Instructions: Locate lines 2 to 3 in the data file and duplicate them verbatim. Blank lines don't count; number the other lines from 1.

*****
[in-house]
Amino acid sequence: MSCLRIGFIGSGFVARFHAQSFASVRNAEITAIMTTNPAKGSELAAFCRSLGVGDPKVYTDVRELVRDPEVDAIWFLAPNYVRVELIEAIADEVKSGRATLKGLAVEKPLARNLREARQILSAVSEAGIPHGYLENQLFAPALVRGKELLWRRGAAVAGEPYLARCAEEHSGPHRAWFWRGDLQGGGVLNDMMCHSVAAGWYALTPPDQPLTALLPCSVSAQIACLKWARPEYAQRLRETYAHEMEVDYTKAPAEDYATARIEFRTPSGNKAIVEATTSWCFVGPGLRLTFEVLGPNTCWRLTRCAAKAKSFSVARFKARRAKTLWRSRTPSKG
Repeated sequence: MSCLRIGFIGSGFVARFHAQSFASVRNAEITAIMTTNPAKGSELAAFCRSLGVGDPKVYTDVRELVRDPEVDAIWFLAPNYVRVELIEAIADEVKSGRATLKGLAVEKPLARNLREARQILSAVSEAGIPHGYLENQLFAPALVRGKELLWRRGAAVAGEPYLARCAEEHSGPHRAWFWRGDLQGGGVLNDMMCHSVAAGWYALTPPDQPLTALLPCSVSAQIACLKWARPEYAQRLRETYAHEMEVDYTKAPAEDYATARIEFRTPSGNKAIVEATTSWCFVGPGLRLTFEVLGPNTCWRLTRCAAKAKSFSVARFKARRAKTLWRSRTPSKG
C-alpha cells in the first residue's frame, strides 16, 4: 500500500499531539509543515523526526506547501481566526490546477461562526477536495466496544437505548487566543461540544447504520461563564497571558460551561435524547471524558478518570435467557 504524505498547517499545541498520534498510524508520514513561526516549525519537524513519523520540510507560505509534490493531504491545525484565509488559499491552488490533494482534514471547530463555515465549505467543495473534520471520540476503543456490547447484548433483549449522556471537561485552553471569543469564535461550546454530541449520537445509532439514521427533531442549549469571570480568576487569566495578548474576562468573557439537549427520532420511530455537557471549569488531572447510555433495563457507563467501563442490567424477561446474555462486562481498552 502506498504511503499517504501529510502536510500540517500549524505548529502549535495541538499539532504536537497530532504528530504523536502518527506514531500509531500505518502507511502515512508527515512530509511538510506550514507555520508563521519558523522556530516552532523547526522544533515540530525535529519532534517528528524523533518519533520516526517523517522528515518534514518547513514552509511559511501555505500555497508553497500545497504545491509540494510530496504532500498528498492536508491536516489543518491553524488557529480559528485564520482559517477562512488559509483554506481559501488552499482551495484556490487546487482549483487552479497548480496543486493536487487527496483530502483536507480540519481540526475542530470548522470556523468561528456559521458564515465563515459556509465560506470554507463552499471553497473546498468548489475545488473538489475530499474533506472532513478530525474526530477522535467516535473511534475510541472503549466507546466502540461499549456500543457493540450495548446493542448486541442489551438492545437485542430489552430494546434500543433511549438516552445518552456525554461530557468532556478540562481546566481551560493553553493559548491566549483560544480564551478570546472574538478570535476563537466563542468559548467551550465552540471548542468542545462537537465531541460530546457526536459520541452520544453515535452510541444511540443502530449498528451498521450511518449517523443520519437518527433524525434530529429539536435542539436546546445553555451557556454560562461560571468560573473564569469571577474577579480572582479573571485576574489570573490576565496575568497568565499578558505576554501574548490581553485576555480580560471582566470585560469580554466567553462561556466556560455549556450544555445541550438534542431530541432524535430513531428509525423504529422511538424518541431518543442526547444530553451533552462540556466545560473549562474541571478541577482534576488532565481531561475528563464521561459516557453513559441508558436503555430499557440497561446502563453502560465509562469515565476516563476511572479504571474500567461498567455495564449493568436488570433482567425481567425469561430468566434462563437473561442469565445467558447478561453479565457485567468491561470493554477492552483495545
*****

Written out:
Amino acid sequence: MSCLRIGFIGSGFVARFHAQSFASVRNAEITAIMTTNPAKGSELAAFCRSLGVGDPKVYTDVRELVRDPEVDAIWFLAPNYVRVELIEAIADEVKSGRATLKGLAVEKPLARNLREARQILSAVSEAGIPHGYLENQLFAPALVRGKELLWRRGAAVAGEPYLARCAEEHSGPHRAWFWRGDLQGGGVLNDMMCHSVAAGWYALTPPDQPLTALLPCSVSAQIACLKWARPEYAQRLRETYAHEMEVDYTKAPAEDYATARIEFRTPSGNKAIVEATTSWCFVGPGLRLTFEVLGPNTCWRLTRCAAKAKSFSVARFKARRAKTLWRSRTPSKG
Repeated sequence: MSCLRIGFIGSGFVARFHAQSFASVRNAEITAIMTTNPAKGSELAAFCRSLGVGDPKVYTDVRELVRDPEVDAIWFLAPNYVRVELIEAIADEVKSGRATLKGLAVEKPLARNLREARQILSAVSEAGIPHGYLENQLFAPALVRGKELLWRRGAAVAGEPYLARCAEEHSGPHRAWFWRGDLQGGGVLNDMMCHSVAAGWYALTPPDQPLTALLPCSVSAQIACLKWARPEYAQRLRETYAHEMEVDYTKAPAEDYATARIEFRTPSGNKAIVEATTSWCFVGPGLRLTFEVLGPNTCWRLTRCAAKAKSFSVARFKARRAKTLWRSRTPSKG